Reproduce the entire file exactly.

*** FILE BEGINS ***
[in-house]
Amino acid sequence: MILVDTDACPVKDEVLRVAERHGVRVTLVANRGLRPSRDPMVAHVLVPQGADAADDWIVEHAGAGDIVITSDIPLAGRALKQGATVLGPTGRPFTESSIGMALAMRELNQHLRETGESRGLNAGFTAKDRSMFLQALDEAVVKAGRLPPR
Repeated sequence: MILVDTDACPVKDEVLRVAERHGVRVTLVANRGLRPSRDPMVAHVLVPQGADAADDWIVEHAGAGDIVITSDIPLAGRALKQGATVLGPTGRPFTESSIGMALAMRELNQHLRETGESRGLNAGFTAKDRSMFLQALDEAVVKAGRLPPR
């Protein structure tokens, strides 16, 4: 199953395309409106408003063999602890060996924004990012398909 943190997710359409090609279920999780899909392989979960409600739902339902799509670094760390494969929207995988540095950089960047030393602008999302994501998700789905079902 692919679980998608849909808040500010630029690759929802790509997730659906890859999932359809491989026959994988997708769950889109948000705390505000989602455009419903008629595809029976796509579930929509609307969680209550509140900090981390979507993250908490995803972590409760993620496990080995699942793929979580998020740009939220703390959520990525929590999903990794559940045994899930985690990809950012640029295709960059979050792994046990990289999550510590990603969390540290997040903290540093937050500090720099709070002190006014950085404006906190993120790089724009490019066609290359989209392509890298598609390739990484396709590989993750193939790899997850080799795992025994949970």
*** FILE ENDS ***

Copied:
[in-house]
Amino acid sequence: MILVDTDACPVKDEVLRVAERHGVRVTLVANRGLRPSRDPMVAHVLVPQGADAADDWIVEHAGAGDIVITSDIPLAGRALKQGATVLGPTGRPFTESSIGMALAMRELNQHLRETGESRGLNAGFTAKDRSMFLQALDEAVVKAGRLPPR
Repeated sequence: MILVDTDACPVKDEVLRVAERHGVRVTLVANRGLRPSRDPMVAHVLVPQGADAADDWIVEHAGAGDIVITSDIPLAGRALKQGATVLGPTGRPFTESSIGMALAMRELNQHLRETGESRGLNAGFTAKDRSMFLQALDEAVVKAGRLPPR
């Protein structure tokens, strides 16, 4: 199953395309409106408003063999602890060996924004990012398909 943190997710359409090609279920999780899909392989979960409600739902339902799509670094760390494969929207995988540095950089960047030393602008999302994501998700789905079902 692919679980998608849909808040500010630029690759929802790509997730659906890859999932359809491989026959994988997708769950889109948000705390505000989602455009419903008629595809029976796509579930929509609307969680209550509140900090981390979507993250908490995803972590409760993620496990080995699942793929979580998020740009939220703390959520990525929590999903990794559940045994899930985690990809950012640029295709960059979050792994046990990289999550510590990603969390540290997040903290540093937050500090720099709070002190006014950085404006906190993120790089724009490019066609290359989209392509890298598609390739990484396709590989993750193939790899997850080799795992025994949970």